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The Physiology and Biomechanics of the Master Runner

Willy, Richard W., PT, PhD*; Paquette, Max R., PhD

Sports Medicine and Arthroscopy Review: March 2019 - Volume 27 - Issue 1 - p 15–21
doi: 10.1097/JSA.0000000000000212
Review Articles

The Master runner (age 35 y and above) represents a unique athletic patient. Lifelong participation in endurance running slows the inevitable age-related decline in aerobic function and muscular strength. Still, the Master runner does not escape the inevitable effects of aging. Master runners experience a steady decline in running performance, that is, typical and maximal running speeds, after the age of 50 years of age. Age-related declines in running performance are driven by a host of factors, including declining cardiovascular function, reduced muscular capacity, altered biomechanics, and greater susceptibility to running-related injury. This review discusses age-related changes in physiology, biomechanics, and running injury susceptibility and practical strategies to maximize running participation in the Master runner.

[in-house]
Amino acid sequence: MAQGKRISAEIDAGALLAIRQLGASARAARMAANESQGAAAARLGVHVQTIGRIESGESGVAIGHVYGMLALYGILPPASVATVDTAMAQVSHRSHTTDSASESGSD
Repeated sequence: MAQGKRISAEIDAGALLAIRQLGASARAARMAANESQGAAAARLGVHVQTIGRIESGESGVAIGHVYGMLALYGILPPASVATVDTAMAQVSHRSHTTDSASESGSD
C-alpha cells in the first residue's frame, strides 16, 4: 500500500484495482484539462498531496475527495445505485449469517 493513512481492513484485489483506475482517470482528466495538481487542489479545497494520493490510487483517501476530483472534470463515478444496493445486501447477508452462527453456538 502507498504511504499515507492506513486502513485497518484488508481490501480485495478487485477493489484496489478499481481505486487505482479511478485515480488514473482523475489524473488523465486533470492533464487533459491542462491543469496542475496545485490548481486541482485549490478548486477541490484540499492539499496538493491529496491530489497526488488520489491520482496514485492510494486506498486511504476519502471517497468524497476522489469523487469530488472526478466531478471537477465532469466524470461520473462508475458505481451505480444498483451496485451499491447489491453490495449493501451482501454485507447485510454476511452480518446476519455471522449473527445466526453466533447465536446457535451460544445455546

*School of Physical Therapy and Movement Sciences, University of Montana, Missoula, MT

Exercise, Sports and Movement Sciences, School of Health Studies, The University of Memphis, Memphis, TN

Disclosure: The authors declare no conflict of interest.

Reprints: Richard W. Willy, PT, PhD, School of Physical Therapy and Movement Sciences, College of Allied Health Sciences, University of Montana, Missoula, MT 59812 (e-mail: rich.willy@umontana.edu).

Copyright © 2019 Wolters Kluwer Health, Inc. All rights reserved.